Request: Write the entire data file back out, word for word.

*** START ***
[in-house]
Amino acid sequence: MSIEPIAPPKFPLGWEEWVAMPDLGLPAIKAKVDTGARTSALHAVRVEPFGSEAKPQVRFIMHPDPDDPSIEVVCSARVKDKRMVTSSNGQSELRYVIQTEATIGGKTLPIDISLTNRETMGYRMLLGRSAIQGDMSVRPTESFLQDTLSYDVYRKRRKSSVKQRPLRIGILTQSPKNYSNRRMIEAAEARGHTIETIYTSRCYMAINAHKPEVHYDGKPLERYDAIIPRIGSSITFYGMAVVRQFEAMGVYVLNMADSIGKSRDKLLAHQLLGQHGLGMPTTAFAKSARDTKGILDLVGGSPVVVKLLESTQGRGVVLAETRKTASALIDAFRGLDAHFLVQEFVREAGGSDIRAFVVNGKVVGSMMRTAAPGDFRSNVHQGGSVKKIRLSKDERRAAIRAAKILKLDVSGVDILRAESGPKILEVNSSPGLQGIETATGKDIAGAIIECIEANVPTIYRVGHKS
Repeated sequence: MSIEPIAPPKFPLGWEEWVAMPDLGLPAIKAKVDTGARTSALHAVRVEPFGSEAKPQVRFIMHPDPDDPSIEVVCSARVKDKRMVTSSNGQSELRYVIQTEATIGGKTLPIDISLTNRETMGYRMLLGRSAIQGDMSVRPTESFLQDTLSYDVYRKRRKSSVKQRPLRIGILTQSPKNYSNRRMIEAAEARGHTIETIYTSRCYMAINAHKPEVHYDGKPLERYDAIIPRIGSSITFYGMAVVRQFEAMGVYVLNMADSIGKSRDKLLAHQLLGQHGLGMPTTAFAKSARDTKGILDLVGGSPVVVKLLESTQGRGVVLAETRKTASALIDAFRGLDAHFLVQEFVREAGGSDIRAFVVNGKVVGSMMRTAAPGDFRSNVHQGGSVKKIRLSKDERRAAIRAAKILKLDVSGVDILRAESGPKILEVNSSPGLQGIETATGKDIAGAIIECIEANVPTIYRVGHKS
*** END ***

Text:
[in-house]
Amino acid sequence: MSIEPIAPPKFPLGWEEWVAMPDLGLPAIKAKVDTGARTSALHAVRVEPFGSEAKPQVRFIMHPDPDDPSIEVVCSARVKDKRMVTSSNGQSELRYVIQTEATIGGKTLPIDISLTNRETMGYRMLLGRSAIQGDMSVRPTESFLQDTLSYDVYRKRRKSSVKQRPLRIGILTQSPKNYSNRRMIEAAEARGHTIETIYTSRCYMAINAHKPEVHYDGKPLERYDAIIPRIGSSITFYGMAVVRQFEAMGVYVLNMADSIGKSRDKLLAHQLLGQHGLGMPTTAFAKSARDTKGILDLVGGSPVVVKLLESTQGRGVVLAETRKTASALIDAFRGLDAHFLVQEFVREAGGSDIRAFVVNGKVVGSMMRTAAPGDFRSNVHQGGSVKKIRLSKDERRAAIRAAKILKLDVSGVDILRAESGPKILEVNSSPGLQGIETATGKDIAGAIIECIEANVPTIYRVGHKS
Repeated sequence: MSIEPIAPPKFPLGWEEWVAMPDLGLPAIKAKVDTGARTSALHAVRVEPFGSEAKPQVRFIMHPDPDDPSIEVVCSARVKDKRMVTSSNGQSELRYVIQTEATIGGKTLPIDISLTNRETMGYRMLLGRSAIQGDMSVRPTESFLQDTLSYDVYRKRRKSSVKQRPLRIGILTQSPKNYSNRRMIEAAEARGHTIETIYTSRCYMAINAHKPEVHYDGKPLERYDAIIPRIGSSITFYGMAVVRQFEAMGVYVLNMADSIGKSRDKLLAHQLLGQHGLGMPTTAFAKSARDTKGILDLVGGSPVVVKLLESTQGRGVVLAETRKTASALIDAFRGLDAHFLVQEFVREAGGSDIRAFVVNGKVVGSMMRTAAPGDFRSNVHQGGSVKKIRLSKDERRAAIRAAKILKLDVSGVDILRAESGPKILEVNSSPGLQGIETATGKDIAGAIIECIEANVPTIYRVGHKS